In the House, Rep.-elect Lisa Blunt Rochester (D-DE) will become the first woman and first African American to represent Delaware in Congress. Along with Rep.-elect Val Demings (D-FL), the number of African American women in the House will remain at 20 with the departures of Reps. Brown and Edwards.

Nine Latinas served in the 114th Congress. That number will increase to ten in January when Rep.-elect Nanette Barragán (D-CA) and Del.-elect Jenniffer González Colón (R-PR) are sworn in and Rep. Sánchez leaves office.

The election of Reps.-elect Colleen Hanabusa (D-HI), Pramila Jayapal (D-WA), and Stephanie Murphy (D- FL) will bring the number of Asian/Pacific American women in the House to eight once Sen.-elect Duckworth is sworn into the Senate. Six Asian/Pacific American women served in the 114th Congress.

Rep.-elect Jayapal will become the first South Asian woman elected to the House of Representatives.

 

Women Newly Elected to the Senate

Sen.-elect Tammy Duckworth (D-IL) defeated incumbent Sen. Mark Kirk (R-IL). A member of the Illinois National Guard, Sen.-elect Duckworth was elected to the House of Representatives in 2012. She previously served as Assistant Secretary of Veterans Affairs and has been an advocate for veterans, quality child care, and family leave policies.

Sen.-elect Kamala Harris (D-CA) defeated Rep. Loretta Sanchez (D-CA) for the seat vacated by Sen. Barbara Boxer (D-CA). The former attorney general of California is the first South Asian and second African American woman to serve in the Senate. She has been an advocate for increased access to health care and closing the gender wage gap.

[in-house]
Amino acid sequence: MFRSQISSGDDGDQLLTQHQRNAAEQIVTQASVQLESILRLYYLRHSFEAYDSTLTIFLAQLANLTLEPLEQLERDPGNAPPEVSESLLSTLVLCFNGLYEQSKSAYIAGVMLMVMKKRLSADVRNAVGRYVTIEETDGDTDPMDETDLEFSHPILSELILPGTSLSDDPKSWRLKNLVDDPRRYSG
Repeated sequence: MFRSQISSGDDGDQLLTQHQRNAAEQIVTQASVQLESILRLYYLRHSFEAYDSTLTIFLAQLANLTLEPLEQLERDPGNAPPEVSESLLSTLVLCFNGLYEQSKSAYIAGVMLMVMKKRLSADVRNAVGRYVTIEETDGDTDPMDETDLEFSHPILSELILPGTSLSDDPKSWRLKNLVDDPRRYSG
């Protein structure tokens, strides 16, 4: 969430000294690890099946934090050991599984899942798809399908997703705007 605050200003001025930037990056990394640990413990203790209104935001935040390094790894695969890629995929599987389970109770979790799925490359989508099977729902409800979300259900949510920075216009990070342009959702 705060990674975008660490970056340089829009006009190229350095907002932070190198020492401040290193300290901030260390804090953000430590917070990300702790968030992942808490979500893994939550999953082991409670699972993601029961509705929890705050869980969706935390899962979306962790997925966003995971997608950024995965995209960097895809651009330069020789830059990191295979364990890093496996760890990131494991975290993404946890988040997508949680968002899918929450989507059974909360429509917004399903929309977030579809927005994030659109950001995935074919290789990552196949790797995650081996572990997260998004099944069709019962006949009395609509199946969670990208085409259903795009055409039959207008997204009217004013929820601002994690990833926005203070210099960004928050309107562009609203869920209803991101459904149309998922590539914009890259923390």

Sen.-elect Maggie Hassan (D-NH) defeated incumbent Sen. Kelly Ayotte (R-NH). Sen.-elect Hassan currently serves as governor of New Hampshire and previously served in the New Hampshire State Senate. She supports economic opportunities for women and increased access to women’s health care services.

Sen.-elect Catherine Cortez Masto (D-NV) defeated Rep. Joe Heck (R-NV) for the seat vacated by Sen. Harry Reid (D-NV). She formerly served as attorney general in Nevada, working to prevent sex trafficking and violence against women. Sen.-elect Cortez Masto is the first Latina elected to the Senate and supports equal pay for women.

 

Women Newly Elected to the House of Representatives

Rep.-elect Nanette Barragán (D-CA) defeated Isadore Hall, III (R) for the seat vacated by Rep. Janice Hahn (D-CA). A former aide to President Bill Clinton, Rep.-elect Barragán was the first Latina elected to the Hermosa Beach City Council. She is an advocate for increasing the number of women in Congress and closing the gender wage gap.

Rep.-elect Liz Cheney (R-WY) defeated Ryan Greene (D) for the seat vacated by Rep. Cynthia Lummis (R- WY). Rep.-elect Cheney is a former State Department attorney responsible for Middle East policy and currently serves on the International Board of Advisors for the University of Wyoming. She supports repealing and replacing the Affordable Care Act.

Del.-elect Jenniffer González Colón (R-PR) defeated several candidates for the seat once held by incumbent Del. Pedro Pierluisi (R). In 2002, Del.-elect González Colón became the youngest woman ever elected to the Puerto Rican Legislative Assembly. She previously was the youngest woman to serve as House Speaker and currently serves as Minority Leader.